Friday, July 21, 2017

Predrag "Cune" Gojković

Shhhh, be calm my beloved, be quiet and listen...
You know how I have to tell the story. Shhhh, be quiet and listen but do not go to sleep.

Davno davno, long long ago... so very long ago... and still today, there are mountains in the Balkans which you have very likely never climbed, and it is very likely that you have never seen, nor is it likely you have heard much about them. The Šar (Shar) mountains are likely such mountains. When Polybius wrote of these mountains, he called them "το Σκάρδον ὂρος" or "the Skaradon mountains" (xxxviii 8), as did Ptolemy in ii 16 and Livy (xlii 20, xliv 31).

The Romans very likely would like to have not had to hear of these mountains, because in them lived the Scordisci, who for several centuries held sway over the area which is now Serbia - and more. We Croats have a bit of a taste of them remaining in the name of a small but important town. All our towns are important, so why did I say that? Just 11 miles out of Šibenik, at the gates of Krka, is Skradin, which under the Romans, and before, was called Scardona after the Scordisci. According to Livy, they showed up in the reign of Philip V of Macedon as allies against the Dardani and Rome. By the third century BC, they had become the most important power in the northern Balkans. It took the Romans three hundred years to defeat them, and before the end of the first century AD, the Scordisci were receiving Roman citizenship and the Scordisci began to disappear as a people.

As soon as they had control over the area, the Romans, being ants as they were, set about building a road, the Via Militaris, or Military Highway, which reached northward from Constantinople. Along the way, the road passed through Naissus, which today is Niš, which became the birthplace of Constantine the Great, after whom Constantinople was named.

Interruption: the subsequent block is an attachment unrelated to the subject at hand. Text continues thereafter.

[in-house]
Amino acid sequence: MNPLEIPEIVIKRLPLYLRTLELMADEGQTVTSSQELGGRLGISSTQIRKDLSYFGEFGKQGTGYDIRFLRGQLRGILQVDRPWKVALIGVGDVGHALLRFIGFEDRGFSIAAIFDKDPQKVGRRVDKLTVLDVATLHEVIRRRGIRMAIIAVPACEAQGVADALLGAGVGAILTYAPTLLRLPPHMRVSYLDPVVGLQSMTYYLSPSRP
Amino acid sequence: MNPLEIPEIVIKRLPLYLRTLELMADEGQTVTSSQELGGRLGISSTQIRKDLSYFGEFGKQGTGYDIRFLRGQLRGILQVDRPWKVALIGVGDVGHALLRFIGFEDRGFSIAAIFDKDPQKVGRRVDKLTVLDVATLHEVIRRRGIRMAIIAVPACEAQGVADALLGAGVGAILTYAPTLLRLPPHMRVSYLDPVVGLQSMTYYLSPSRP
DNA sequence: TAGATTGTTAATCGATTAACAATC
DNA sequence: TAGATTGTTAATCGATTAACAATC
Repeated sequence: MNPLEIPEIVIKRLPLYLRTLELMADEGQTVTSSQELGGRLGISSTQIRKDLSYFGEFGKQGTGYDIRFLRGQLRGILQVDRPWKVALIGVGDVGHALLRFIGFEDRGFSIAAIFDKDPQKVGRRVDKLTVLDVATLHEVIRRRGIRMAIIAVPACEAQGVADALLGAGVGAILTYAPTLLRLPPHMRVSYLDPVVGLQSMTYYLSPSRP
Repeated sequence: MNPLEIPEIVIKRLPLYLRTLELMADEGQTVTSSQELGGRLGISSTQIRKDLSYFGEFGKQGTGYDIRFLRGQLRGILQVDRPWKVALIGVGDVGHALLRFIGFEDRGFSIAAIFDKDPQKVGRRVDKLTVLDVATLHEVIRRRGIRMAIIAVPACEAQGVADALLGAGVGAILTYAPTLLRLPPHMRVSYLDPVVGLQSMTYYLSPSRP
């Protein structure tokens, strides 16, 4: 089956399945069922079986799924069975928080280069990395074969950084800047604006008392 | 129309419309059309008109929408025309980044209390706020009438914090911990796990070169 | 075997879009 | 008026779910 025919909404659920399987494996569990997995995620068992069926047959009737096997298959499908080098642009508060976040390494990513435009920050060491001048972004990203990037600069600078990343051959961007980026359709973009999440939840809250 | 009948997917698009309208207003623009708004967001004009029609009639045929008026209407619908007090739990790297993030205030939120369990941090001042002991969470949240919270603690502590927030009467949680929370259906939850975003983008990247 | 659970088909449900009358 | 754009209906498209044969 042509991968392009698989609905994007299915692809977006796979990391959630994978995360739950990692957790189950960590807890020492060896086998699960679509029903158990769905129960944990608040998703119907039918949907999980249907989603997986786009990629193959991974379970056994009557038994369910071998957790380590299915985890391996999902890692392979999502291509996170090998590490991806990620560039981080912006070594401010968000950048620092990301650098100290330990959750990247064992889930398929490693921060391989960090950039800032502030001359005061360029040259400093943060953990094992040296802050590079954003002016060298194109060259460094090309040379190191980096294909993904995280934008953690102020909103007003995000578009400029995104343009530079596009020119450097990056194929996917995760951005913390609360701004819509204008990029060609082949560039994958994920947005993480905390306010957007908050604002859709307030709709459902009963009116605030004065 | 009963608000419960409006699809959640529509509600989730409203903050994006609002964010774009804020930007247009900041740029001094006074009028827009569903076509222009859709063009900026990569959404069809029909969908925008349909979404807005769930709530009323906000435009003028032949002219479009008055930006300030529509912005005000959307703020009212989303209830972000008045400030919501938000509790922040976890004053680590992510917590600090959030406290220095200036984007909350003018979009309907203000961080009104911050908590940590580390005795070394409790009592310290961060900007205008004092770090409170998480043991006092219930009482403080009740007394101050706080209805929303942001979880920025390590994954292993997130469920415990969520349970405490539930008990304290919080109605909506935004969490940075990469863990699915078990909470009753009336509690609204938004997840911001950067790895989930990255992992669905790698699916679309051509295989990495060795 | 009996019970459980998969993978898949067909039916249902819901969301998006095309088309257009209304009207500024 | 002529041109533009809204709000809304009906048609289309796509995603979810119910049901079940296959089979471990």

Follow me now. Here at Niš, we go up on Suva Planina (Dry Mountain) and find the Sokolov Kamen (Falcon's rock). This is the highest ground around us. We are going to look north. Perhaps we cannot see our destination yet, but we know it is there. We are going to, hang on to your seats, we are going to the Hawk's Nest (Kragujevac). Trust me, it is a little way up the road but not so far. We go.

Not so far from the Hawk's Nest, we find a little town called Batočina. Not so far from Batočina, which itself is nowhere, we find the little settlement of Brzan, which is nowhere at all, except not too far from the old Roman Via Militaris. About 1754 people live here. I did tell you it was little, did I not? Yes, I thought I did. Brzan is so small that hardly anyone has photos from there. There are a few people, and a church. Oh yes, there is a little bridge I wouldn't drive over if you paid me a fortune to do it, but that's about all that is there.

Through all the history of the Šar, which are now really to the south of us, through all the history of the Scordisci, through all the history of the Romans, the Byzantines, the Bulgars, the Turks, and through all the history of the Serbs, nothing important ever happened in that village. Nothing. Not a thing happened there. Until 1932.